A satellite version of Freeview would provide "significant public value", according to the BBC Trust, which has provisionally approved such a service.
Freesat would require the purchase of a dish but no monthly fees
The BBC's governing body said the non-subscription Freesat would benefit homes with poor terrestrial reception.
And it recommended a launch before analogue TV transmissions were switched off, a process which begins next year.
There will now be a 28-day consultation to gauge opinion on the BBC's proposals before they formally get the go-ahead.
It was hoped that as well as BBC channels, "a wide range of other services would also be accessible", the trust said, adding that other organisations could be involved as partners in the venture.
The BBC and ITV announced plans to launch Freesat in September 2005.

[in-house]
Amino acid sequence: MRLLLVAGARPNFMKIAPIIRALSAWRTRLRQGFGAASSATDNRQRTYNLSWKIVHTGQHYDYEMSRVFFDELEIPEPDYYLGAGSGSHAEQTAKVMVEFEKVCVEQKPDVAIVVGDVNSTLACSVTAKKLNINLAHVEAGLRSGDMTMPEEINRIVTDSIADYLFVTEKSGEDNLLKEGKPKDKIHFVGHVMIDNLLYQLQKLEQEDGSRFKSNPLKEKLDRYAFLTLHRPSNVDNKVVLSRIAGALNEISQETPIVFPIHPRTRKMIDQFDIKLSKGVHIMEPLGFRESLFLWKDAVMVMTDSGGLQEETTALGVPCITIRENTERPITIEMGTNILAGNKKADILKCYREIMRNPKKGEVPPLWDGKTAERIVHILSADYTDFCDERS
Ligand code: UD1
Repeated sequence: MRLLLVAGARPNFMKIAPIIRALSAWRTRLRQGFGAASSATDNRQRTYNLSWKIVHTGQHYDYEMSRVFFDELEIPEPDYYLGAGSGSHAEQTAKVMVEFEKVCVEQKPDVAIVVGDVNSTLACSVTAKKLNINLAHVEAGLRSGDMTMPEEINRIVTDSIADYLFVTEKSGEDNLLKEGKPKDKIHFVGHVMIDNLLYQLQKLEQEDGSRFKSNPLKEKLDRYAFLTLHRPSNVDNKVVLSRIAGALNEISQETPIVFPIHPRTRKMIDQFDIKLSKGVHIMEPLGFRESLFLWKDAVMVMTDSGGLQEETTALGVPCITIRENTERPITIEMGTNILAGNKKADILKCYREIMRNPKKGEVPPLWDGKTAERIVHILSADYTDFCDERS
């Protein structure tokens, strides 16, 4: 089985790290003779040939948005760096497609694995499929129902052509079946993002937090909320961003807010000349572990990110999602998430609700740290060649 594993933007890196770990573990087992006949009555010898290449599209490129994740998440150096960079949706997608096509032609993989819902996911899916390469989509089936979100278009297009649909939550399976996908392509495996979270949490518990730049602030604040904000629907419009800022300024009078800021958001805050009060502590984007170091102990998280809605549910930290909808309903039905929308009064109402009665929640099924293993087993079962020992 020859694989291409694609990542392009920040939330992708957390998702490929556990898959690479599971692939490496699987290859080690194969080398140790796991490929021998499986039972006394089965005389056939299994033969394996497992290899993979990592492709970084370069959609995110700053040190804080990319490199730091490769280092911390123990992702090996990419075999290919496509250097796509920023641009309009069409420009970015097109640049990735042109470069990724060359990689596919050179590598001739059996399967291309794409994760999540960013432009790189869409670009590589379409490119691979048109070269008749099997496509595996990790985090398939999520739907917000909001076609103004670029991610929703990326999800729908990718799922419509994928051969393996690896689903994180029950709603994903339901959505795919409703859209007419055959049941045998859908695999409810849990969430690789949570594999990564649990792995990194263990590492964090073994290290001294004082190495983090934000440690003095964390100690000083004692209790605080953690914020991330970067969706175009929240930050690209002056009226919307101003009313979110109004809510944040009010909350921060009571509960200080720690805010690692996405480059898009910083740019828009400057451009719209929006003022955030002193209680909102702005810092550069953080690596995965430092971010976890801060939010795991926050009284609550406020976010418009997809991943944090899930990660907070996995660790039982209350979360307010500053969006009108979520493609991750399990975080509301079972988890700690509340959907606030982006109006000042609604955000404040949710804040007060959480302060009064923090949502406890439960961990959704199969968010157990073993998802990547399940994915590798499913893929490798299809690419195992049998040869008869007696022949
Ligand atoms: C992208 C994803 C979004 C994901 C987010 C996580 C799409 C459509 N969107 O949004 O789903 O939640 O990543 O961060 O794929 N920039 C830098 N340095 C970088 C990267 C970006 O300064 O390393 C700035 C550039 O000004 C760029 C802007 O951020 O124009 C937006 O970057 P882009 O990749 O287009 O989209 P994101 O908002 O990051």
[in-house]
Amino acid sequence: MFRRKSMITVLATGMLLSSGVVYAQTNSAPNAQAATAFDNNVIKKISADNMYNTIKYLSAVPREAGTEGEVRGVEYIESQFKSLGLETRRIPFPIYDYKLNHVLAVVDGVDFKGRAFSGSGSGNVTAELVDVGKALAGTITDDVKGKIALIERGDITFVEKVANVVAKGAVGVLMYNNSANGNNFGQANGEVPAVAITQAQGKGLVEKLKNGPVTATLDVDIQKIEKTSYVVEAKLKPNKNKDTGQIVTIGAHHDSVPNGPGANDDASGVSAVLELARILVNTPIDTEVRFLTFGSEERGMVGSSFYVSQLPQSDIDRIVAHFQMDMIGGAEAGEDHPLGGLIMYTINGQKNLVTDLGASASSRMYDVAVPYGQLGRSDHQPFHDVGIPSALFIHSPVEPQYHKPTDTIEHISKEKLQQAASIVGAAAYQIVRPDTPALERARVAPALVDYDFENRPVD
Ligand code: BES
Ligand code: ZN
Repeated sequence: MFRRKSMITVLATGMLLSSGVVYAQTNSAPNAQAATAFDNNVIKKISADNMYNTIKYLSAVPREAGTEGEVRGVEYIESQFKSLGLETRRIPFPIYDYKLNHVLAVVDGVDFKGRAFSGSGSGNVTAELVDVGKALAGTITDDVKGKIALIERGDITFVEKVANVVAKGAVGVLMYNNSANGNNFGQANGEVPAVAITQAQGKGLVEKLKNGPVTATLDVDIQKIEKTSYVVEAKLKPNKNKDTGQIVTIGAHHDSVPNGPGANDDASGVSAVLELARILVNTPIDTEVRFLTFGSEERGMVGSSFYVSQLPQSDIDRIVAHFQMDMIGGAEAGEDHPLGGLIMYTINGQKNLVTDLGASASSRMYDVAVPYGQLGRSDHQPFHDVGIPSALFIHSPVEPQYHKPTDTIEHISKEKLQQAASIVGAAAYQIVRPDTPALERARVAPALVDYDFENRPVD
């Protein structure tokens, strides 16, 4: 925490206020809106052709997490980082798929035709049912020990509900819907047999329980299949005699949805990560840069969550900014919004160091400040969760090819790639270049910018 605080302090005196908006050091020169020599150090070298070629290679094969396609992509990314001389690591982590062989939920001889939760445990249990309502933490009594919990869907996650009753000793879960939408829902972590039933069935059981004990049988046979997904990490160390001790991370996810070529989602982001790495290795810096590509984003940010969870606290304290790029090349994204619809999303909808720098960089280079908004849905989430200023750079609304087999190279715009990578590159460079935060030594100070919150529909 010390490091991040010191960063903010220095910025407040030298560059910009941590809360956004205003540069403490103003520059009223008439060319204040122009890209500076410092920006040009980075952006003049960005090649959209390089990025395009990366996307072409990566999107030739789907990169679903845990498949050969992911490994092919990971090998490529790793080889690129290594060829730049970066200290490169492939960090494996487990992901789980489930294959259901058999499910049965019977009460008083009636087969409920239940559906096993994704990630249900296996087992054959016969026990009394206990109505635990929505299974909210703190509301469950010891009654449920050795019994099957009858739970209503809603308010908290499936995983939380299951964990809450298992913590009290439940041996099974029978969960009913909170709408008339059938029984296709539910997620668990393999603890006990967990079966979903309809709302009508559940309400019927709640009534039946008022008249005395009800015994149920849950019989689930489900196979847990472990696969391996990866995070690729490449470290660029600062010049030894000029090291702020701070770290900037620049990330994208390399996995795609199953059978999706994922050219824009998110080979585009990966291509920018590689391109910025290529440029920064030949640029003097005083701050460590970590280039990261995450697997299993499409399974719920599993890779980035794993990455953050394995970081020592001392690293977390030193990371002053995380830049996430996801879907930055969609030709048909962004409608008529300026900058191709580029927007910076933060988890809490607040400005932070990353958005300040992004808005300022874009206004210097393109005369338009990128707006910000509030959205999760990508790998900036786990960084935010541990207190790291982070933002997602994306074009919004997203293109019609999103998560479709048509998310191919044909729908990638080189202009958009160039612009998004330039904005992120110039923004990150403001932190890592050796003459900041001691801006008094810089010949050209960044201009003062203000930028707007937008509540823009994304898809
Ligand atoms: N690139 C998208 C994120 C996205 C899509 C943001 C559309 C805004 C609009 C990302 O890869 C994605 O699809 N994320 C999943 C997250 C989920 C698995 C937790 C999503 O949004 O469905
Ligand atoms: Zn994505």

The ability for the service to handle high-definition (HDTV) broadcasts was important, the trust said.
This was to "future-proof" set-top boxes and dishes, and ensure that the equipment did not become quickly outdated.
Marketing and technical activities would be handled by a separate joint-venture company, with equipment manufactured by a third party, it added.
Approximately 27% of the UK population cannot receive Freeview, figures from regulator Ofcom have suggested.
The proportion is higher still in Northern Ireland and Wales, and although there are plans to boost the power of digital terrestrial transmissions, these cannot begin until analogue signals have been turned off.
The Border region will be the first to lose "traditional" analogue services, from some point next year, with the whole country expected to become digital-only by 2012.
The trust claimed that a failure to help people overcome poor reception would be "inconsistent" with the BBC's public interest duties.
And the launch of a BBC-backed service such as Freesat was preferable to viewers being "reliant" on commercial rivals to see the corporation's channels, it added.
The 28-day consultation period will end on 27 March, and a final decision will be made by the BBC Trust in April.